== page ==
Draft on IDN Tables in XML

J-F C. Morfin jfc at morfin.org
Wed Mar 7 14:39:13 CET 2012

At 08:23 07/03/2012, James Mitchell wrote:
>Mixing these concepts is potentially dangerous as one registry may treat
>variants as bundles and another as first-class domain names. I believe
>there is great value in the IDN table describing what characters are
>equivalent. This will allow consumers of the table, when given two names,
>to determine whether or not they are actually part of the same bundle or
>potentially separate names with potentially separate registrants. Anything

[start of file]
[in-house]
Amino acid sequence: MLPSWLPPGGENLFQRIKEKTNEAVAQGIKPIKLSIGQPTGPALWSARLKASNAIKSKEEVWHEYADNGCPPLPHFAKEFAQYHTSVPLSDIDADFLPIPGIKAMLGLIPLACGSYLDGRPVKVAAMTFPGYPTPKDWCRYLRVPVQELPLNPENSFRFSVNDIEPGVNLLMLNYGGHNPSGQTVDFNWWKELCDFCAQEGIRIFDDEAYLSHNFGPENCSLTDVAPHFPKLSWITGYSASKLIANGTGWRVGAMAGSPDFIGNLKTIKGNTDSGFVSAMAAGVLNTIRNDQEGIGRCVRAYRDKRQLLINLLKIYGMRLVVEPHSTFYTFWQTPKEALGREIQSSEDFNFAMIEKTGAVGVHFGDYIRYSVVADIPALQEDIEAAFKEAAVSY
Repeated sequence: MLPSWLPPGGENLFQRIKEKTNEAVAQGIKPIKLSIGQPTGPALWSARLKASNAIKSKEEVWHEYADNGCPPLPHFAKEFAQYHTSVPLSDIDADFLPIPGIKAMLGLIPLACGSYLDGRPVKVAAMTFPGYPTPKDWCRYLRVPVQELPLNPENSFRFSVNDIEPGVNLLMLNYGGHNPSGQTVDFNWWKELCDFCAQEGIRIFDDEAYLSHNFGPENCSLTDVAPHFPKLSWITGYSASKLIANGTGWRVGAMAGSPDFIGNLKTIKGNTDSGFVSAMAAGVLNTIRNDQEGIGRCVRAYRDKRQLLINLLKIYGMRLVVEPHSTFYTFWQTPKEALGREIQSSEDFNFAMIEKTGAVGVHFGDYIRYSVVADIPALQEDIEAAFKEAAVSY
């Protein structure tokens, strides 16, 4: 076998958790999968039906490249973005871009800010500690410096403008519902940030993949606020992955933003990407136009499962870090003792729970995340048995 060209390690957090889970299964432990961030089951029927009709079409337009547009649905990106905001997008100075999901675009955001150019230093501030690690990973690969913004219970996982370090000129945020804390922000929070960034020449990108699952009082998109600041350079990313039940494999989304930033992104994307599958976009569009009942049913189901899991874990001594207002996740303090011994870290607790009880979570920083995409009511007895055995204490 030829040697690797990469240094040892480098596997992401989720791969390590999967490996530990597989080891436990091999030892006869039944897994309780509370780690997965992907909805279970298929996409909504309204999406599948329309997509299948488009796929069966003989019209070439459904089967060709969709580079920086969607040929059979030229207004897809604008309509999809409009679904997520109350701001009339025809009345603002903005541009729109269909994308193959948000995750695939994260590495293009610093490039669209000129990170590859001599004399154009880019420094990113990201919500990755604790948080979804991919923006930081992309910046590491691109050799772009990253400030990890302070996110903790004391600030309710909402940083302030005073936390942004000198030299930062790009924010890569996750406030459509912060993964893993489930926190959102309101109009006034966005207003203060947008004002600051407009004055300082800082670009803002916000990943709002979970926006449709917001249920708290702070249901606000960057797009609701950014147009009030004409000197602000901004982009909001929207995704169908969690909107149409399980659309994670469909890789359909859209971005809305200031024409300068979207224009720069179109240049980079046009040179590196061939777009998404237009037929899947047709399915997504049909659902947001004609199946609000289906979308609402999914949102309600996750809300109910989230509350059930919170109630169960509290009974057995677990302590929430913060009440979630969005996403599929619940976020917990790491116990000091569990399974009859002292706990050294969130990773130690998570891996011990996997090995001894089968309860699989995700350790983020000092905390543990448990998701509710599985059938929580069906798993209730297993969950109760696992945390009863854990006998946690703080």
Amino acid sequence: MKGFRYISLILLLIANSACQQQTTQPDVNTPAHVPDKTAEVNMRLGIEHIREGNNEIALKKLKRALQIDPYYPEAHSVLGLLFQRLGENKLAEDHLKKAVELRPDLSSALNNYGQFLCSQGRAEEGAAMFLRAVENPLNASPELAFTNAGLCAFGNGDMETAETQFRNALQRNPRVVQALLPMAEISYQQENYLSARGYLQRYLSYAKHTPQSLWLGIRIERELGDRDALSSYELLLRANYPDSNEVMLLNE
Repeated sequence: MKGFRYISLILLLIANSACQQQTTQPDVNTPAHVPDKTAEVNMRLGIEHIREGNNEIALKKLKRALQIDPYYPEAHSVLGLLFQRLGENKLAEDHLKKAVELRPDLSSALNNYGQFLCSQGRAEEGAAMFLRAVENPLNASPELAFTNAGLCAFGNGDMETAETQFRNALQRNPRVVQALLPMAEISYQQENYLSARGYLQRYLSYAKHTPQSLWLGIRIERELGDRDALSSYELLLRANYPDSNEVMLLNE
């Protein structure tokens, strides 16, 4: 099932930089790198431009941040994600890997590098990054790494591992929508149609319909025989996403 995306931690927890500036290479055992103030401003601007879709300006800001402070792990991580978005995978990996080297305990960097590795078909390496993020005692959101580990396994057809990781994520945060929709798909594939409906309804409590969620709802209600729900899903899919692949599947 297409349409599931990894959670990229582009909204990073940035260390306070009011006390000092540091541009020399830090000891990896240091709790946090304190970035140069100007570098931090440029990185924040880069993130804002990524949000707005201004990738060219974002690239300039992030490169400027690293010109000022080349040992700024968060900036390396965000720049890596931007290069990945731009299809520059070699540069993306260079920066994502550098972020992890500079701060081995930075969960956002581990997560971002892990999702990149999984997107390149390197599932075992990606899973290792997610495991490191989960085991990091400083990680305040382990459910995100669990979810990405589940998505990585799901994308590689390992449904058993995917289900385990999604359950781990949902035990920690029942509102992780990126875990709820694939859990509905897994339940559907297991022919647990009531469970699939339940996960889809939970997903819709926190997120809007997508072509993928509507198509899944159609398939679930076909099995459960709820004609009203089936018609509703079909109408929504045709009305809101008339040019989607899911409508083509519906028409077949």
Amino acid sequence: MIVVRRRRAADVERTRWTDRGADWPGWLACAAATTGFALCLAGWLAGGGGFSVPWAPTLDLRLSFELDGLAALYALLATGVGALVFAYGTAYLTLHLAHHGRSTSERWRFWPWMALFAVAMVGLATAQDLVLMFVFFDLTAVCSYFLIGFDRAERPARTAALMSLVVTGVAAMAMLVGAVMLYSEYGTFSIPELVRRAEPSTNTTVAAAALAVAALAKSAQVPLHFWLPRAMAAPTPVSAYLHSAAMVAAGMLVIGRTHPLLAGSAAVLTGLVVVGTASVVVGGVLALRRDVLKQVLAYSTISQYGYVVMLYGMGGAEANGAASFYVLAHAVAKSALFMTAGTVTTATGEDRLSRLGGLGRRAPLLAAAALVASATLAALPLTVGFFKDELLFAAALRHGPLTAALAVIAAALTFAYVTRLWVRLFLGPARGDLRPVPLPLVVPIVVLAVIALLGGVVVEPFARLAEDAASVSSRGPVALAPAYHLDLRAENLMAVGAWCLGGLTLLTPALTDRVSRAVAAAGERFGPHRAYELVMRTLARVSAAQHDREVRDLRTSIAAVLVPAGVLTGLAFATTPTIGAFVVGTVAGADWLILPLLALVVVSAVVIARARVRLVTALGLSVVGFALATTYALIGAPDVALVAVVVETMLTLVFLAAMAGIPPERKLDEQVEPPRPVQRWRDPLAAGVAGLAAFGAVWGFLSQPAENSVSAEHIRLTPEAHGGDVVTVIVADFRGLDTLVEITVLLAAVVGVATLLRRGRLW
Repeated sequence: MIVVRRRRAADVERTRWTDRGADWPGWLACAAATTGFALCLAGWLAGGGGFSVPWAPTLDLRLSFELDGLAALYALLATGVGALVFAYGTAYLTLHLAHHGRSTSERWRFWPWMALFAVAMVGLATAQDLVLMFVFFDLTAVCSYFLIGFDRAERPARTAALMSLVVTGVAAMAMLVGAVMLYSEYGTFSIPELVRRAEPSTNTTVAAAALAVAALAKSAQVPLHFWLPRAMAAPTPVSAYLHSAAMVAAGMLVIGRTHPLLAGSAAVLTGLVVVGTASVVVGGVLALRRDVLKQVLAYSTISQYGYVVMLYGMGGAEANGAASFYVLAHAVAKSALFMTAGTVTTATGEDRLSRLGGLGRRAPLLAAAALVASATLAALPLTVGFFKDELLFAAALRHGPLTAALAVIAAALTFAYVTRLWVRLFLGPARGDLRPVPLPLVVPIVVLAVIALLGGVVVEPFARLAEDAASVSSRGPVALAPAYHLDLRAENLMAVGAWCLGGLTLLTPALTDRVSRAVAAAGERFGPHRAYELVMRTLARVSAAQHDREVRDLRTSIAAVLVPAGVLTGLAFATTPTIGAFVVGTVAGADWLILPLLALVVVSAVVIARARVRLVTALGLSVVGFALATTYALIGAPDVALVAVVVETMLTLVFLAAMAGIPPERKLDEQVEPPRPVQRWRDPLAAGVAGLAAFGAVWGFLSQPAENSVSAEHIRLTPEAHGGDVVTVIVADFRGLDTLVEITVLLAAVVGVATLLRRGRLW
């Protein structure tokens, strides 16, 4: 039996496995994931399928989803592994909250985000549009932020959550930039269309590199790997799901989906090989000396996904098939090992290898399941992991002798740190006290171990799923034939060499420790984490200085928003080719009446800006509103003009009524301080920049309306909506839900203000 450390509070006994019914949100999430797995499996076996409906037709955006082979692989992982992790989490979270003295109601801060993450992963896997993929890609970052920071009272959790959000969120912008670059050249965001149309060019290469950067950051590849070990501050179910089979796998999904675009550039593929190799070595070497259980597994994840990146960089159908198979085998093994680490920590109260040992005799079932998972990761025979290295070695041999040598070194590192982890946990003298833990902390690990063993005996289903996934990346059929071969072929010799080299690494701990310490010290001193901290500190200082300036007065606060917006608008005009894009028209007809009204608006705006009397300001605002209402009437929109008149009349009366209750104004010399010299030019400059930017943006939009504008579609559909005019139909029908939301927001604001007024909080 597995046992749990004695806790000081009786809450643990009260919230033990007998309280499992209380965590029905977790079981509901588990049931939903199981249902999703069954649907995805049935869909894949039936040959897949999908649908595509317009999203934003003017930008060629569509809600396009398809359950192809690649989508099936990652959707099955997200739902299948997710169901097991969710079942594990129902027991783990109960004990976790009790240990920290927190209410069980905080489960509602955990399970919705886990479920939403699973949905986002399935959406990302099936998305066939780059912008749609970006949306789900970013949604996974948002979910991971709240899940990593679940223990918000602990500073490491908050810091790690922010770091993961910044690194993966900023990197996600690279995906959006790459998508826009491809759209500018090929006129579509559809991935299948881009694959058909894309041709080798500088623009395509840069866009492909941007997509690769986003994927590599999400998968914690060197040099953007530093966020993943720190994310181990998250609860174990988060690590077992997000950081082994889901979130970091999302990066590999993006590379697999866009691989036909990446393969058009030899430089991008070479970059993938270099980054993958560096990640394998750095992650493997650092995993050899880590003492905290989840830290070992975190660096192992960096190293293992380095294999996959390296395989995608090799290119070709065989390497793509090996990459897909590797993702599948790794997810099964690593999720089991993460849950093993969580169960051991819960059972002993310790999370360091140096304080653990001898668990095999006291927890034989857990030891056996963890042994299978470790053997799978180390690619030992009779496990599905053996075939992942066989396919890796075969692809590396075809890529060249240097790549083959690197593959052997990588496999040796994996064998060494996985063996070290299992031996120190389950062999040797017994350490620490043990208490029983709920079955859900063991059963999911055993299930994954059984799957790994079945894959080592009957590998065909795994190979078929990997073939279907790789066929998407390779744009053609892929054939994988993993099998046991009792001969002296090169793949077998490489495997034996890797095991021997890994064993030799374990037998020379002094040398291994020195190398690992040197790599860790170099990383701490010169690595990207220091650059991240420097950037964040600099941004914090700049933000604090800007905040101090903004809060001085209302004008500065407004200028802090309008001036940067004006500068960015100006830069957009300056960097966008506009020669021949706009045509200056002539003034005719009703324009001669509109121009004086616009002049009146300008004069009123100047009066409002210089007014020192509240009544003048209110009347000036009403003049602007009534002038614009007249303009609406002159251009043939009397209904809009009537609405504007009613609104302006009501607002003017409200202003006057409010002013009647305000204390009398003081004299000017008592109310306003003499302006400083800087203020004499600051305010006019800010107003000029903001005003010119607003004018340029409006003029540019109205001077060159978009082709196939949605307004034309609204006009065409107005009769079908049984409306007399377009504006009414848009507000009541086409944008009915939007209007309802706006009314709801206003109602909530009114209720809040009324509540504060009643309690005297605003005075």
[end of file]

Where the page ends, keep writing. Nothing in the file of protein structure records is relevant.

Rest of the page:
>else that represents rulesets for valid names or activate-able  variants
>should be avoided.


you are right. But this is the basic problem of using Unicode. 
Unicode documents character sets in typesetters (typography) and not 
visual character sets in human contexts (orthotypography). There are 
two solutions to this.

1) to get rid of Unicode. Unlikely.
2) to use an Man/Unicode conversion algorithm and to use the living 
Man (who in addition may evoluate) as a reference instead of the 
machine's history (which is also updated).

IDN tables are a limited temporary patch to such an algorithm. We 
come back to the RFC 4647 issues ..."what is a language". As long as 
this XXe century cross-discipline question is not addressed we will 
never know for sure that a cyrilic o in an .au domain name and in an 
Australian gTLD are treated the same.


More information about the Idna-update mailing list